How to be better and quicker

Here are some giddy people finding out what is a more effective method, batch and queue or 1-piece flow.

They are competing enveloping letters to find out the difference in speed and quality of work produced when using these 2 methods.

I had seen this video on the internet and wanted to do it in real life. It would demonstrate the two methods side by side, rather than a laboured theoretical description, like the one I’ve just given.

This was done as part of a larger exercise in helping a Housing Benefits service go systemsy. At this stage they had completed Check, understood what was happening in their system and why, and were ready to start experimenting with a redesign to see what worked. The redesigned system included the benefits assessor doing all the work required in one go, from beginning to end, rather than only doing small chunks of it.

The purpose of the filmed exercise was to produce 20 letters in envelopes. Each pair of women have to fold, envelope, and stamp 10 letters each.

The 2 women on the left are using a method of batching and queuing, so they fold all the letters before then putting all the letters into the envelopes. They do one task to all the letters, before proceeding to the next task that again happens to all the letters.

The 2 women on the right are using a different method, 1-piece flow. This means they take a letter and process it from beginning to end, completing the whole task for 1 letter before moving onto the next letter.

People are so used to batch and queue, it seems normal and the default choice, finishing a job that you started seems a luxury that couldn’t possibly work in the real world, it’s inefficient and silly.

But the truth is counter intuitive, as always, and it’s quicker to only handle a piece of work when you’re doing it, rather than repeatedly during hand offs, picking it up and putting it down again. It’s when you start doing work in this way that you see all the hidden benefits like spotting any errors at an early stage, not handing errors onto someone else.

Only doing what is needed is concentrating on the purpose of the system, the value steps. This applies to all sorts, not just the seemingly simple things like Benefits but health, social care, policing etc. Work that flows is work that isn’t stagnating in a workflow system. That’s a good thing anywhere, not just in offices with forms, but in doctor’s surgeries where patients are batched in queues in waiting rooms.

The results of that video at the top, and in many other real-world workplaces, show that when it comes to work methods, one piece flow is quicker and better. It’s Flow or No Go.

That’s right, it makes so much sense it rhymes.

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10 Responses to How to be better and quicker

  1. Pingback: Flow versus Batching 3 min video + comments| Th...

  2. richardprichard says:

    Meh.
    I saw a normal distribution of ‘oomph’, with bottom-right and top left being the fast and slow outliers. Swap the team members and repeat I reckon you’d get a different answer.

    Which isn’t to say I don’t agree with the broader point you make, but stuffing envelopes is not a good example.

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  3. The batch and queue approach is slightly less taxing than the 1-piece flow approach because you don’t need switch between different modes of thinking during the task (‘fold,stuff,close’ is a less taxing pattern than ‘fold,fold,fold’), in the average human brain, easier and familiar beats effective every time.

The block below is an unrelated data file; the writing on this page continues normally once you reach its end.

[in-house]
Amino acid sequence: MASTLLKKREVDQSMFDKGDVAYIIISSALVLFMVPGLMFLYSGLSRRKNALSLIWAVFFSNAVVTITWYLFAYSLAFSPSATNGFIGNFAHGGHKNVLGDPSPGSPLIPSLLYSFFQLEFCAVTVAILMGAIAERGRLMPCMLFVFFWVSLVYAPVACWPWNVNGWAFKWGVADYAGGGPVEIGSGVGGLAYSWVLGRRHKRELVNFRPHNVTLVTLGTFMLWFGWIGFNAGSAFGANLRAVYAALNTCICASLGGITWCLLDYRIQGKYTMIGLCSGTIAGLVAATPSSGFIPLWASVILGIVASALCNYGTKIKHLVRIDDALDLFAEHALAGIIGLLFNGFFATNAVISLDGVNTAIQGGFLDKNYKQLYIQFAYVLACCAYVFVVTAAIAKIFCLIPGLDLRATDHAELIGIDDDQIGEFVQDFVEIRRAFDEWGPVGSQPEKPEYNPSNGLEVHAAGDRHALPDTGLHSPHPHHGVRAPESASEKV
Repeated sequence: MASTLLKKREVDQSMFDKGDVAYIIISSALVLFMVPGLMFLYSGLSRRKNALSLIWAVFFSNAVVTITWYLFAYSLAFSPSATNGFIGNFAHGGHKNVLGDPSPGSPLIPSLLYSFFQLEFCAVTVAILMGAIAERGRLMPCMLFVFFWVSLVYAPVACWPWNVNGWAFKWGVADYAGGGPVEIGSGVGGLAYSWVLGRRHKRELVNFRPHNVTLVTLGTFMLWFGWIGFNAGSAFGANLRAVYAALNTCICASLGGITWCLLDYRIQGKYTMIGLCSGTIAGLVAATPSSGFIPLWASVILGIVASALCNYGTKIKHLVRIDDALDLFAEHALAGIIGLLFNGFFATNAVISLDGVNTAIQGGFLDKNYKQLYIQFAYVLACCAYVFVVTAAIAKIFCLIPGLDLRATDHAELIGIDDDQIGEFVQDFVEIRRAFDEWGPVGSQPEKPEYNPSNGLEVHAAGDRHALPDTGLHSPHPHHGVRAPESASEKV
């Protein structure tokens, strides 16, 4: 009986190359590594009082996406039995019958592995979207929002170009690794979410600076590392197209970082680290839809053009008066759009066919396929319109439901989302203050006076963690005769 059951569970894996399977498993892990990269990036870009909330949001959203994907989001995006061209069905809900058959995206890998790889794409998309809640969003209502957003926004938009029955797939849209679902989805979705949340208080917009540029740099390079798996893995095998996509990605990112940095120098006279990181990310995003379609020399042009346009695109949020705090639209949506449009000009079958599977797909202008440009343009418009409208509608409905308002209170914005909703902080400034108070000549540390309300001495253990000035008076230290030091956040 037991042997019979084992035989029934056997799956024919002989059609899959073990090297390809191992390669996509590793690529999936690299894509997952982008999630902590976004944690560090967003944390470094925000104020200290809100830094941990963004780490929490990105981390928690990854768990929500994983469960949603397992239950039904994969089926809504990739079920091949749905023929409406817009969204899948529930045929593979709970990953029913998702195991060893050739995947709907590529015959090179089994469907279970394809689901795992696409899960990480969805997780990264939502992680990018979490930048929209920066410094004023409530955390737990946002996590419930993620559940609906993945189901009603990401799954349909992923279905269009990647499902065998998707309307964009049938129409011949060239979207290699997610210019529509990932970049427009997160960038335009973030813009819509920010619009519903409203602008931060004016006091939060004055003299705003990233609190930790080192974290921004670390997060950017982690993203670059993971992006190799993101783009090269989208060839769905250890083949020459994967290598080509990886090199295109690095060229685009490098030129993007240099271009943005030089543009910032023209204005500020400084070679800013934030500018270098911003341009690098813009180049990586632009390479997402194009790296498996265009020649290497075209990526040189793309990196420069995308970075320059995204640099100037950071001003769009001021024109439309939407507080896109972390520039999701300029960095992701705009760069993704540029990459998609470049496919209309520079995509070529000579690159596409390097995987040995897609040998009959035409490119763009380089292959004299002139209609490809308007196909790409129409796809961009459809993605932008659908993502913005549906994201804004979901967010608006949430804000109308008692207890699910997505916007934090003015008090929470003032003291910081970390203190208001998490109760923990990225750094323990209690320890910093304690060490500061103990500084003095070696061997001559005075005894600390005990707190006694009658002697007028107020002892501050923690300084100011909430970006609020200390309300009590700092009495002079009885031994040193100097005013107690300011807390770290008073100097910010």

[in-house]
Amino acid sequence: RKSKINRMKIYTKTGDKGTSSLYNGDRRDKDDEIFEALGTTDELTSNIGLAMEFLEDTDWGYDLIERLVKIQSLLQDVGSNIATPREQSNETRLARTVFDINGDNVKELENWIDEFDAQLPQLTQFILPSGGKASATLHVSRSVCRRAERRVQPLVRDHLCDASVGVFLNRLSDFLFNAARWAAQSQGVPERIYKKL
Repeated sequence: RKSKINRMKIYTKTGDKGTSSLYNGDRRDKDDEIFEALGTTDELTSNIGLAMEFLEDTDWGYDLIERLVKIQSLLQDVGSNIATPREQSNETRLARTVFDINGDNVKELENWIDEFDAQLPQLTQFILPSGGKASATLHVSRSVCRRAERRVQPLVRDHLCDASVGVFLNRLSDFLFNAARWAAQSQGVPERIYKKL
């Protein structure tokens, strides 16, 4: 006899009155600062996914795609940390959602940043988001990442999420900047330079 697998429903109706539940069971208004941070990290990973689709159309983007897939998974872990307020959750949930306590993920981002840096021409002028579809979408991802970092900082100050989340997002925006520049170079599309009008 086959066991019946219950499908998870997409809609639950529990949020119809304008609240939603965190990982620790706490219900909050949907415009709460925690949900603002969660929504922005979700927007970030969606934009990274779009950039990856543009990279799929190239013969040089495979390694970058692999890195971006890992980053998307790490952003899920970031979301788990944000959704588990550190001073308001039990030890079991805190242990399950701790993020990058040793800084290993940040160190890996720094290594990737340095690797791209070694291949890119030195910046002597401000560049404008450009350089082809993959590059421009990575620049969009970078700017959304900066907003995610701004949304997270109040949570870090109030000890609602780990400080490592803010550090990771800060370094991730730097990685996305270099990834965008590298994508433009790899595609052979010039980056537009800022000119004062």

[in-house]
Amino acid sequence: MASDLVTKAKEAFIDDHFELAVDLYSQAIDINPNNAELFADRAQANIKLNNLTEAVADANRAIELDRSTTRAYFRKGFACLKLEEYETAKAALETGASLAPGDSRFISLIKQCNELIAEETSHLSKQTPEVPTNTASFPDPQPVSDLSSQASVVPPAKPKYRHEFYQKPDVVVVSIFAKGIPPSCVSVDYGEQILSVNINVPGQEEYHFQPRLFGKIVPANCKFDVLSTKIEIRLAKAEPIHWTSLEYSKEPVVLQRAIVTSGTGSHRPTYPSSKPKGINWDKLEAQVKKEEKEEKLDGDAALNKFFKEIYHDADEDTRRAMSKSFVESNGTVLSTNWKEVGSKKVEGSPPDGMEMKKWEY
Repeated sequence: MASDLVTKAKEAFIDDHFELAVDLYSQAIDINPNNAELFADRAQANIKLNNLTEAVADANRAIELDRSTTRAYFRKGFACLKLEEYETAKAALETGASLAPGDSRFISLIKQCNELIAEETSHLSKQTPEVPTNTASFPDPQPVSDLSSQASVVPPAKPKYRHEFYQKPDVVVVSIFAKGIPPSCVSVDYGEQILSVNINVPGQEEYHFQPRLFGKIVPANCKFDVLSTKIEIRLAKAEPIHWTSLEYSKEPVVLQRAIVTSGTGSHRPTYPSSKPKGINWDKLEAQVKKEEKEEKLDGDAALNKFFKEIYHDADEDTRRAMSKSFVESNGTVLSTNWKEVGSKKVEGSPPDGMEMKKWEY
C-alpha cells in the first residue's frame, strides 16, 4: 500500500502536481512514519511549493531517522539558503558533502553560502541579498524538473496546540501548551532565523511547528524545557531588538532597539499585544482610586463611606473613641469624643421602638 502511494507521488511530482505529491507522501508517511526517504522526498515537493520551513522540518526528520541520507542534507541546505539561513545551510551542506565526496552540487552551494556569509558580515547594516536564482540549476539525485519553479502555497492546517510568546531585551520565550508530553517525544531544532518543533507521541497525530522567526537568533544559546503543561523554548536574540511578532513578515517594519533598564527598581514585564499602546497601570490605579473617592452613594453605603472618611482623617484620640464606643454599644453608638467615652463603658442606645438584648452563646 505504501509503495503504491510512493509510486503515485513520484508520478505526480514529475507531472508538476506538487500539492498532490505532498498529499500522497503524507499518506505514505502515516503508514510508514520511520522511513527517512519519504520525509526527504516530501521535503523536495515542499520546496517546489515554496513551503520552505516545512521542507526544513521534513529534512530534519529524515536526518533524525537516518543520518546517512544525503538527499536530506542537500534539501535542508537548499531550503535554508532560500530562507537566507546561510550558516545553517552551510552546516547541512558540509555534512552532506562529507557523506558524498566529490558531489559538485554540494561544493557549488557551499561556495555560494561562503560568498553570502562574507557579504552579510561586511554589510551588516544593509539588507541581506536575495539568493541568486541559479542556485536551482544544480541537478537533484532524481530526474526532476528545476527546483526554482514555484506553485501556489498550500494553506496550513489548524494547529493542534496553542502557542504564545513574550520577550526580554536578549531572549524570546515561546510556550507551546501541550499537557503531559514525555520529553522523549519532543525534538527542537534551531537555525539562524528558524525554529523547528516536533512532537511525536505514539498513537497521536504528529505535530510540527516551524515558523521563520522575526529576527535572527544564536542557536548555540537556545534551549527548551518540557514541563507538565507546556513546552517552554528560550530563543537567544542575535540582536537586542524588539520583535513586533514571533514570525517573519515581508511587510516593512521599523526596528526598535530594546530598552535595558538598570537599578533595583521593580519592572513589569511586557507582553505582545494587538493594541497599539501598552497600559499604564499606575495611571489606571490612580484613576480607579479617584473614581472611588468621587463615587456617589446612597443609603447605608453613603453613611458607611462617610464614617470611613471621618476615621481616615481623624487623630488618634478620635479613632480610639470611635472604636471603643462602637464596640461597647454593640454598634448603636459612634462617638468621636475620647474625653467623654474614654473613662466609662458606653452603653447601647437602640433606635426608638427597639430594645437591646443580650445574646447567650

You can see the same phenomena when you ride in a car with someone particularly proud of their knowledge of the area, they’ll insist on going the ‘faster’ route that they know rather than the route that has been calculated to be quicker using maps and maths and satellites in space and such- familiar and therefore easier. The sneaky system 1 bit of our brain just pretends to system 2 that it’s quicker in order to save precious thinking energy.

    It’s the same instinct that stops people from bothering to user test things until it’s too late, to market-research their idea or to validate their assumptions or to change behaviour; familiar, easier, better > logically more effective.

    Luckily, humans aren’t all bad and they will actually believe you if you time them doing something, which is why statistical control is really important.

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  4. knittingfog says:

    Ooh, I like this very much! But I do reckon that your best worker is the one on the near right, and agree you might have got slightly less of a time difference if the team members were swapped around.
    I tried a similar thing recently when painting some interior glazed doors, a very fiddly job I’d been putting off since about 2010. I convinced myself that it would be quicker to do it in a batchy way, by first painting into the fiddly corners, then painting all the fiddly edges, then slapping on the rest of the paint on the rest of the non-fiddly bits. I timed myself even. However to my surprise it was about 10 mins slower (over an hour-long job per door side) doing it in the batchy way compared to the flowy way. Even though at the time I was doing the painting I felt I was getting really good at each task before I moved onto the next kind of task.
    Thankfully I didn’t video the process… but it’s interesting how your brain wants to think it has found a better way to work, even when it hasn’t.

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  5. knittingfog says:

    That was me, I think.

    Like

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